“Resident Evil 5” (rated M, $60 on Xbox 360 or PlayStation 3): Chris Redfield, one of the stars of the first “Resident Evil” from the PlayStation days, travels to West Africa to deal with the bioterrorism threat posed by the T-Virus, which turns ordinary folks into murderous zombies. The lovely Sheva is his sidekick. Earlier this week, I wrote about how some who’ve played the game have questioned its racial imagery.
“MadWorld” (rated M, $50 on Wii): This ultraviolent, ultrastylized bloodbath is the first game from Platinum Games, a studio that rose out of the ashes of former Capcom subsidiary Clover (“Okami,” “Viewtiful Joe”). With a blood-spattered, black-and-white art style that mirrors the “Sin City” graphic novels, “MadWorld” stars a guy with a chain-saw for an arm who competes on a futuristic, violent TV show. If that sounds like it owes a bit to a certain book that was made into a movie starring the governor of California, it’s because it does.
“Peggle” (rated E, $10 Xbox Live Arcade download): If “Resident Evil 5” and “MadWorld” had a polar opposite, it’d be “Peggle,” whose rainbows and unicorns would kill Chris Redfield with kindness. The casual puzzler, which made some best-of-the-year lists when it debuted on PC in 2007, is a lot like pachinko, in that you fire a ball at a bunch of pegs and blocks. As the ball hits a peg, it eliminates it. Your goal in each stage is to eliminate all the orange pegs and blocks before you run out of balls to fire. There’s a certain amount of luck involved, but true success comes from picking up on the game’s physics model and figuring out how each shot will ricochet.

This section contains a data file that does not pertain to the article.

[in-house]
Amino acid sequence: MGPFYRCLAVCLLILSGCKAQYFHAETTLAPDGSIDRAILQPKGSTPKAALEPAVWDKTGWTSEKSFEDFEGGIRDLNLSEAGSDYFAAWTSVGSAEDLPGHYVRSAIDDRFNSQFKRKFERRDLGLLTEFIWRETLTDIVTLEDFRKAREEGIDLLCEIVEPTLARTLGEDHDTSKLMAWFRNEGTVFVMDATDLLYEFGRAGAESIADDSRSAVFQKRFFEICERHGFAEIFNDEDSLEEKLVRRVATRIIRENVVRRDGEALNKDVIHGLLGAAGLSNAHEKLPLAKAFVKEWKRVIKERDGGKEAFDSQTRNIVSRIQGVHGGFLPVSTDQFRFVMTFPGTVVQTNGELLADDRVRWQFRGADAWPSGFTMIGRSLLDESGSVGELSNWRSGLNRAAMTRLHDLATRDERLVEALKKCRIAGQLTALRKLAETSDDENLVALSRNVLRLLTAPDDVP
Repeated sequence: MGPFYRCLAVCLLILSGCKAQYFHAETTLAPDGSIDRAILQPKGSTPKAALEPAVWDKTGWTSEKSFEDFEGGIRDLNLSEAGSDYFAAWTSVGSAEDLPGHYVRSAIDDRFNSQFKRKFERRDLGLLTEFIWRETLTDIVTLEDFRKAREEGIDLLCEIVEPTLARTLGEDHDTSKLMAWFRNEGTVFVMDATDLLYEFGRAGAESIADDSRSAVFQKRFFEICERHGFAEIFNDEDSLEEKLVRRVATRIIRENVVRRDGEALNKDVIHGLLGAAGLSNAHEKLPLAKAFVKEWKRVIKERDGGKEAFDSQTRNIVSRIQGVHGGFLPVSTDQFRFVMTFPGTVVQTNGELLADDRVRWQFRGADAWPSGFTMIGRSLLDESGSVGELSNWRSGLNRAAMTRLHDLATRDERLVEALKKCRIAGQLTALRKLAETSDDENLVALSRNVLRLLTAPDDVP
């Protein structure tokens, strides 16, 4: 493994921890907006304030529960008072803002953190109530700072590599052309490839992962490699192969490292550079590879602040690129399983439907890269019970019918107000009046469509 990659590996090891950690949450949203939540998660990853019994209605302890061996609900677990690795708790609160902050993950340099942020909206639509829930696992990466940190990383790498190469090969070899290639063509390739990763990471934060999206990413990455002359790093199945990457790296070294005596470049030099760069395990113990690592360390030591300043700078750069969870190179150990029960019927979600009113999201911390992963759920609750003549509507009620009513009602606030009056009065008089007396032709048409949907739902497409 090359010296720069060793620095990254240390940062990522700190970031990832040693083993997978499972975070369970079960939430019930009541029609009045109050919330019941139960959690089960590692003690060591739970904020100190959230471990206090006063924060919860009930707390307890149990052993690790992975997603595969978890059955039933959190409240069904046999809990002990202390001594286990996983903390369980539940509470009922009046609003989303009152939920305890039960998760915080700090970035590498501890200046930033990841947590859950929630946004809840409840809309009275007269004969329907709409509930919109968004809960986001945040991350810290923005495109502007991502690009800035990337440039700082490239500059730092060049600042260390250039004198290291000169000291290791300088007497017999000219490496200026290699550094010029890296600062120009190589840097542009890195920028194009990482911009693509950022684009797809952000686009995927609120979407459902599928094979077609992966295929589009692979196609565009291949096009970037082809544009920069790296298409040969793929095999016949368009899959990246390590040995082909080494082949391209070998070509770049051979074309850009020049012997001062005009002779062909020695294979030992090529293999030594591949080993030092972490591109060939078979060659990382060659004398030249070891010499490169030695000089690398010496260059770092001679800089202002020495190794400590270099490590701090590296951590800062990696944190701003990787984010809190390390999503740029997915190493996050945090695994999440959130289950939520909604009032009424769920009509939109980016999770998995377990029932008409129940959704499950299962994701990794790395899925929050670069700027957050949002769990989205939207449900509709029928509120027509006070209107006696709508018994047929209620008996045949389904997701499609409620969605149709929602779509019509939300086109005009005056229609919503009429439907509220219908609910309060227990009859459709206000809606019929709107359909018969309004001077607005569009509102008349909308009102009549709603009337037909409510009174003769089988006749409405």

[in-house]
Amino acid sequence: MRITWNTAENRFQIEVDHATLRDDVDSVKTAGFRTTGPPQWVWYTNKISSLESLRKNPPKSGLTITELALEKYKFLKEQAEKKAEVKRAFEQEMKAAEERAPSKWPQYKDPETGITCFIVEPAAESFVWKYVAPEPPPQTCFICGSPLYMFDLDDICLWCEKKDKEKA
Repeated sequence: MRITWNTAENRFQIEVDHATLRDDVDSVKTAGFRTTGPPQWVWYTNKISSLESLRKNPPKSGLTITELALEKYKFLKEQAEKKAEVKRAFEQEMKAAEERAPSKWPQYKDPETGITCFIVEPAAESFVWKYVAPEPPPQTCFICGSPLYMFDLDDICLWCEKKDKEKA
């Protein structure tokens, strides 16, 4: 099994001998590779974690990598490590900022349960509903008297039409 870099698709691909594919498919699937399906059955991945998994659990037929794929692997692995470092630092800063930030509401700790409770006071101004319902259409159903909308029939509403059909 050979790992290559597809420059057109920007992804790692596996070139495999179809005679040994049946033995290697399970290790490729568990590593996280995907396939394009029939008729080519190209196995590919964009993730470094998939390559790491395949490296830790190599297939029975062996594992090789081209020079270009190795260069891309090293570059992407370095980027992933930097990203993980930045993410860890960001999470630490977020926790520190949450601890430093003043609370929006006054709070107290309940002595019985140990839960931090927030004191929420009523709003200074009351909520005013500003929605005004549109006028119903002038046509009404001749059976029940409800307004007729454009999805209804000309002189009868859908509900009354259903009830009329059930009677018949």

“New Play Control! Pikman” and “New Play Control! Mario Tennis” (both rated E, $30 on Wii): Nintendo has begun remaking some of its GameCube game with motion controls for the Wii. It’s kind of an odd move, as these remakes don’t add much new content, and you can already play GameCube games on the Wii as long as you have a controller from that system. If you’ve played these games on GameCube, you won’t find much new. “Mario Tennis” is about what you would expect. “Pikman” is a “Lemmings”-like puzzler that was one of the GameCube’s hiddn gems. At $50, these titles would be a ripoff, but at $30 they’re worth a look.
“Trivial Pursuit” (rated E, $40 for Xbox 360, Wii or PS3): This hardly needs explanation. It’s “Trivial Pursuit,” with a couple of new added game modes. Should be decent for parties. Be warned that there’s no online play, however.
“Dokomodake BOING!” (rated E, $20 for DS): Um, I’m not recommending this game so much as looking for an excuse to post the trailer, which might be the most bizarre thing I’ve ever seen. The game stars a mascot for a Japanese cellphone company.
What I’ll be playing this weekend: Not much. I’ll be away from my game consoles for the next several days. In lieu of the new baseball titles, “Peggle,” “Star Ocean: The Last Hope” and “Killzone 2,” I’ll be sneaking in a bit of “Final Fantasy III,” “New Super Mario Bros.” and “Robacalypse” on my DS. I’ll also be reading Pat Jordan’s “A False Spring” to get myself ready for baseball season.